Which, of course, means that we’re just like you in many ways. But often times that’s exactly what you need: someone assigned to walk with you who is in many respects just like you because in this social media crazed world it feels like no one can relate to you. Right?
I write it all because, more often than not, when I talk to people in the corporate world, they’re struggling with time management and purpose. They’re struggling with having the rat-race business rub up against their values. They’re struggling with connecting their work with their deeper purpose in life. They’re struggling with how to relieve anxiety and stress in an ever expanding work week. They’re struggling with a corporate culture that encourages competition to the detriment of personal actualization and mission cohesion.
And I write this because the CEO’s and managers I talk to struggle with keeping mission and vision at the forefront of their work. They struggle with asking the hard questions about their role and impact in a society that is feeling more fragile and fractured these days.
And there’s evidence that a deep spiritual life helps an individual handle life…which makes me think it could certainly help a corporation handle life.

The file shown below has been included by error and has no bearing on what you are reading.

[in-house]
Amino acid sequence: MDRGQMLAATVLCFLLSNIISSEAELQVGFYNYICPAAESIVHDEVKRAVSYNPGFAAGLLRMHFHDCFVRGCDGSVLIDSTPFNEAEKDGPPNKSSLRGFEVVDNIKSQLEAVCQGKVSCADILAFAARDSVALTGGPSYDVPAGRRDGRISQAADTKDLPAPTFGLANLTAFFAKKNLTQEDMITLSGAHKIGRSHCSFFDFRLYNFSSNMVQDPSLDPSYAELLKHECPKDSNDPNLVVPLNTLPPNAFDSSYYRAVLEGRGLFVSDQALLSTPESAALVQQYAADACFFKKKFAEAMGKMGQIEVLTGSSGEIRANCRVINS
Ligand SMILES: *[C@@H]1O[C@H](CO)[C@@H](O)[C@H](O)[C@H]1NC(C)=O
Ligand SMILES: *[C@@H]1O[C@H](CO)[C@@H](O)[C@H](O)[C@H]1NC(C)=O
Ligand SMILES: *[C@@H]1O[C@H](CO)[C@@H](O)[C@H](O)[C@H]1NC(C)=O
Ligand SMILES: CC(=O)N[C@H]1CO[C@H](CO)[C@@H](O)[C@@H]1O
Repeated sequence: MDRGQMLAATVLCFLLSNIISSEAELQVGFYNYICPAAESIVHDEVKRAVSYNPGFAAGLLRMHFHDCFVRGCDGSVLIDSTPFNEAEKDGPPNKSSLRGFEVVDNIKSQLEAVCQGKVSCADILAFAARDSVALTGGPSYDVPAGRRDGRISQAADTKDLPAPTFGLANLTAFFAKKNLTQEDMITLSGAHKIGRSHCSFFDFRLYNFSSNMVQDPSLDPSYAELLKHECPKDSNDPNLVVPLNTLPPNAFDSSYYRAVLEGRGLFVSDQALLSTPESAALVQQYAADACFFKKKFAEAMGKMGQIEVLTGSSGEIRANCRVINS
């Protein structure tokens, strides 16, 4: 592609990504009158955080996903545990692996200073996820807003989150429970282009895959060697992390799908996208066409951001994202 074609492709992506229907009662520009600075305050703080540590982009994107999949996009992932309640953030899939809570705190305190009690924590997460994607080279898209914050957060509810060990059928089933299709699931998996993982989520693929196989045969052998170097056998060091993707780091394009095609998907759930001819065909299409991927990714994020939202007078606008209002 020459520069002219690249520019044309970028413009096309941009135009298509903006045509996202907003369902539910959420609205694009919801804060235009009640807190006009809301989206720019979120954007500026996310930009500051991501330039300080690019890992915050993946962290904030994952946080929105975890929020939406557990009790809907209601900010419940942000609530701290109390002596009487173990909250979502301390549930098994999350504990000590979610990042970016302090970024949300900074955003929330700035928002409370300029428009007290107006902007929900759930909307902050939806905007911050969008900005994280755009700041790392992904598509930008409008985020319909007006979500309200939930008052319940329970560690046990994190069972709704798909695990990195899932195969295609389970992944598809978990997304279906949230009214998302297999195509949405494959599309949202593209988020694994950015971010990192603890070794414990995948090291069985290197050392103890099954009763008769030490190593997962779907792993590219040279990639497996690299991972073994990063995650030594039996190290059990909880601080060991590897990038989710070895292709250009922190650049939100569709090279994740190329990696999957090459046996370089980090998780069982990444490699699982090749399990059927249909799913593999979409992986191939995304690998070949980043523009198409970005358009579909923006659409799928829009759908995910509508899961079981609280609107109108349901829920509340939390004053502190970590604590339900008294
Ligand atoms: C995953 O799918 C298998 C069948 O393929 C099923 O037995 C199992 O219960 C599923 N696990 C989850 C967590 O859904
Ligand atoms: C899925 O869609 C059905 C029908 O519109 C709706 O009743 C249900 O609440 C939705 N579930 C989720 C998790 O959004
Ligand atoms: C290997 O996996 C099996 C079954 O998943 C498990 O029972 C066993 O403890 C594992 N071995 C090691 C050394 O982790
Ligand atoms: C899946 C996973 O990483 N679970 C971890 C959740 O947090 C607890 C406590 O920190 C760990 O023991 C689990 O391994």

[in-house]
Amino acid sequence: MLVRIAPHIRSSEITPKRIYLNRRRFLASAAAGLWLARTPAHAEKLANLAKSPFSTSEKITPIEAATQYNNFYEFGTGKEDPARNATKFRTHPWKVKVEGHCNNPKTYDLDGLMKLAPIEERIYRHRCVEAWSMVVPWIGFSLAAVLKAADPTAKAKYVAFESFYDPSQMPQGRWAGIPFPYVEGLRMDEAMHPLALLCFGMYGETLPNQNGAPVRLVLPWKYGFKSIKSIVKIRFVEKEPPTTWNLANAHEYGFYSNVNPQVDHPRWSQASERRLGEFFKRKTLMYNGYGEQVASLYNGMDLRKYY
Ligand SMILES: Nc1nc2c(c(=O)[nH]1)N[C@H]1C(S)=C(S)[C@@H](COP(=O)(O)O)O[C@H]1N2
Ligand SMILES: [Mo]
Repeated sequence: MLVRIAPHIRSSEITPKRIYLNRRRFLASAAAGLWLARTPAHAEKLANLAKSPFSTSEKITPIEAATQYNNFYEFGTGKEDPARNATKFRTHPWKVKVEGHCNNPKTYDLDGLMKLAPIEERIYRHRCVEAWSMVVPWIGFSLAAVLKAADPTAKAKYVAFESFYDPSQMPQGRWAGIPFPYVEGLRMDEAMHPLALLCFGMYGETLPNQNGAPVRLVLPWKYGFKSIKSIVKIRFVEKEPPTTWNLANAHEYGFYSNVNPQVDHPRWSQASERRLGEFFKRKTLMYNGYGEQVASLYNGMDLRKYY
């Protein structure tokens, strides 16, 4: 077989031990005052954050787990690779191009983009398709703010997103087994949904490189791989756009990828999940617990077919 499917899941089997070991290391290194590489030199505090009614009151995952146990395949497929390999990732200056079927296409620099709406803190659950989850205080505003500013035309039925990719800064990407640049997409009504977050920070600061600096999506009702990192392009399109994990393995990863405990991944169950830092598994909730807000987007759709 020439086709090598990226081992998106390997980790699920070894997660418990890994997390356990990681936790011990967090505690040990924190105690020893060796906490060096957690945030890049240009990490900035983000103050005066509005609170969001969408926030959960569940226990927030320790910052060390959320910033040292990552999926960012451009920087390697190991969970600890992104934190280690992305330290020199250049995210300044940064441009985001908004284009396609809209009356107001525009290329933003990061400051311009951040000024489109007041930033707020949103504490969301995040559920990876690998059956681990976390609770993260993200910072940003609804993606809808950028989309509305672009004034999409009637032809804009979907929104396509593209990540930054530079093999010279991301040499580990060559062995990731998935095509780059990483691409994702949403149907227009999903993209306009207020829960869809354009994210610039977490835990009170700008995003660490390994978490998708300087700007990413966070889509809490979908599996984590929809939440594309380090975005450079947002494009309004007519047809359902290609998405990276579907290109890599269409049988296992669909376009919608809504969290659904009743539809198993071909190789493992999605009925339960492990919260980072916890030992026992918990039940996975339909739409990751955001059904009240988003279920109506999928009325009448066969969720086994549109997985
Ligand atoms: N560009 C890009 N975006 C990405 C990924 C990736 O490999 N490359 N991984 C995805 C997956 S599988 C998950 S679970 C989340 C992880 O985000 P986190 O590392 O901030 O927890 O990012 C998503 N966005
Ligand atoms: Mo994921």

Most people think a pastor’s work is primarily one of evangelization, and certainly that fits our training. But practically, I see the soul-emptying work of many of my friends screaming for a chaplain for their soul. And not just outside of their work, but specifically in their work.
With the growing number of “nones” and “dones” who are leaving organized religion (and with good reason…I get it), there is an aspect of life that might be lost here. An aspect of the whole person that might get neglected.
And I wonder, I just wonder, what would happen if a corporation took a chance and, instead of hiring a new M.BA sought out an experienced, nuanced, competent M.Div?
Not to convert, but to convey.
Convey that this organization cares about you past your on-paper productivity.
I just wonder, what would it look like for corporations to invest in the soul of their employees in the same way they ask their employees to invest in the corporation.
I just wonder if corporations need pastors.